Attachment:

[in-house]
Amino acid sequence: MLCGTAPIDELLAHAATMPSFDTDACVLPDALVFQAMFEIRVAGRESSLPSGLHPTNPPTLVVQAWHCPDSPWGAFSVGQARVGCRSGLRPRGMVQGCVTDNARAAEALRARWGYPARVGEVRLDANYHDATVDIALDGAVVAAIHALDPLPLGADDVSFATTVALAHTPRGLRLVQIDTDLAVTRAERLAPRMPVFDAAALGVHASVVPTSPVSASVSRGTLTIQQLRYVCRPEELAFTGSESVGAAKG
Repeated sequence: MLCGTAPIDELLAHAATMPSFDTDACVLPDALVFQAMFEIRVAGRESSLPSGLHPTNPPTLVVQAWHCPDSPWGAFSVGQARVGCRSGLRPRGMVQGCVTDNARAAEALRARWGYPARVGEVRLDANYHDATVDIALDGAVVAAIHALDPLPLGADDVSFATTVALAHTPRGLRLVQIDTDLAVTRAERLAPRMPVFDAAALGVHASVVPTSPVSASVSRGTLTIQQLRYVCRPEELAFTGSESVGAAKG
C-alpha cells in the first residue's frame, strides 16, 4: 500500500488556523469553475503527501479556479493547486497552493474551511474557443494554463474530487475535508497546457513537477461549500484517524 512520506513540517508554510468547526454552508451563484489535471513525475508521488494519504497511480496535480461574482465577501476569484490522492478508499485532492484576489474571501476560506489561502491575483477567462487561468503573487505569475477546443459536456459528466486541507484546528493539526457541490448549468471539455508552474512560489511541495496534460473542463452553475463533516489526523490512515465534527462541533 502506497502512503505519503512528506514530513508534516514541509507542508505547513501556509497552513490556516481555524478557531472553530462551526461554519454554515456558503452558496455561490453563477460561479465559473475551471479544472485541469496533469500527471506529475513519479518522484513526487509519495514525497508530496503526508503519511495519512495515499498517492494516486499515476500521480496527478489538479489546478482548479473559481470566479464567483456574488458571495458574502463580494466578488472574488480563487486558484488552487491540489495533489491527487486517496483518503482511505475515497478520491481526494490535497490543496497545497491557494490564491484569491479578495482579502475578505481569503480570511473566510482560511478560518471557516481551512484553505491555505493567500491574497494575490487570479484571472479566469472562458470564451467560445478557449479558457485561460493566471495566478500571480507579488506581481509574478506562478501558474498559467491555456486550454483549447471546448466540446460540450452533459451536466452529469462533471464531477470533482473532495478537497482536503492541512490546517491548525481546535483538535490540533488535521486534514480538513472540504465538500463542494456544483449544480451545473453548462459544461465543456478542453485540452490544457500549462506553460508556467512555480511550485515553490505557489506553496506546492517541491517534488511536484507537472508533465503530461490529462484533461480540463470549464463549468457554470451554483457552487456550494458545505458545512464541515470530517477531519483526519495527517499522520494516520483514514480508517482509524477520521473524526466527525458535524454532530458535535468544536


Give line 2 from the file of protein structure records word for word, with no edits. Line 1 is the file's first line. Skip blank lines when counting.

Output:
Amino acid sequence: MLCGTAPIDELLAHAATMPSFDTDACVLPDALVFQAMFEIRVAGRESSLPSGLHPTNPPTLVVQAWHCPDSPWGAFSVGQARVGCRSGLRPRGMVQGCVTDNARAAEALRARWGYPARVGEVRLDANYHDATVDIALDGAVVAAIHALDPLPLGADDVSFATTVALAHTPRGLRLVQIDTDLAVTRAERLAPRMPVFDAAALGVHASVVPTSPVSASVSRGTLTIQQLRYVCRPEELAFTGSESVGAAKG